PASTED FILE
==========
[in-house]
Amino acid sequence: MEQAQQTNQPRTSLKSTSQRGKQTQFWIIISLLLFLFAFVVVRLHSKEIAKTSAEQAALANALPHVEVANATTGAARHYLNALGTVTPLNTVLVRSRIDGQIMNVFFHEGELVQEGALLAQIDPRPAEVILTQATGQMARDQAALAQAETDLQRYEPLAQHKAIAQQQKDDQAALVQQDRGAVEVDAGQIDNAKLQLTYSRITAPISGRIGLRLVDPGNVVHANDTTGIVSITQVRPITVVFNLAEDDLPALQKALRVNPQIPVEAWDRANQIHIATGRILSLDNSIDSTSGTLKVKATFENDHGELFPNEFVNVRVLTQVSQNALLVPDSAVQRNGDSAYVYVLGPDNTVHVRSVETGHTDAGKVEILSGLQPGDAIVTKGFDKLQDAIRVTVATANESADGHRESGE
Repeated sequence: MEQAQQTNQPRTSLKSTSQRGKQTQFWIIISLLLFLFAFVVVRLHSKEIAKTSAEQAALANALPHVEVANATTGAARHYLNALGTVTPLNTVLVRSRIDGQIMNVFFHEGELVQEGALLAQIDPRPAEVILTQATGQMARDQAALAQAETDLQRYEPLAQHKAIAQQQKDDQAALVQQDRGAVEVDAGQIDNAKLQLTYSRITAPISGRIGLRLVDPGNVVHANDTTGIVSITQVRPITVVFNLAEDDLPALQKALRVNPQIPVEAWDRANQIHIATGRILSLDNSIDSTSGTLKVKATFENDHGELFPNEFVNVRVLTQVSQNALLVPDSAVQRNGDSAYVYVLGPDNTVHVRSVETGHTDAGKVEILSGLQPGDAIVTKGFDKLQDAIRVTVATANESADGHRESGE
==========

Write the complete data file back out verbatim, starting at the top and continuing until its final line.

[in-house]
Amino acid sequence: MEQAQQTNQPRTSLKSTSQRGKQTQFWIIISLLLFLFAFVVVRLHSKEIAKTSAEQAALANALPHVEVANATTGAARHYLNALGTVTPLNTVLVRSRIDGQIMNVFFHEGELVQEGALLAQIDPRPAEVILTQATGQMARDQAALAQAETDLQRYEPLAQHKAIAQQQKDDQAALVQQDRGAVEVDAGQIDNAKLQLTYSRITAPISGRIGLRLVDPGNVVHANDTTGIVSITQVRPITVVFNLAEDDLPALQKALRVNPQIPVEAWDRANQIHIATGRILSLDNSIDSTSGTLKVKATFENDHGELFPNEFVNVRVLTQVSQNALLVPDSAVQRNGDSAYVYVLGPDNTVHVRSVETGHTDAGKVEILSGLQPGDAIVTKGFDKLQDAIRVTVATANESADGHRESGE
Repeated sequence: MEQAQQTNQPRTSLKSTSQRGKQTQFWIIISLLLFLFAFVVVRLHSKEIAKTSAEQAALANALPHVEVANATTGAARHYLNALGTVTPLNTVLVRSRIDGQIMNVFFHEGELVQEGALLAQIDPRPAEVILTQATGQMARDQAALAQAETDLQRYEPLAQHKAIAQQQKDDQAALVQQDRGAVEVDAGQIDNAKLQLTYSRITAPISGRIGLRLVDPGNVVHANDTTGIVSITQVRPITVVFNLAEDDLPALQKALRVNPQIPVEAWDRANQIHIATGRILSLDNSIDSTSGTLKVKATFENDHGELFPNEFVNVRVLTQVSQNALLVPDSAVQRNGDSAYVYVLGPDNTVHVRSVETGHTDAGKVEILSGLQPGDAIVTKGFDKLQDAIRVTVATANESADGHRESGE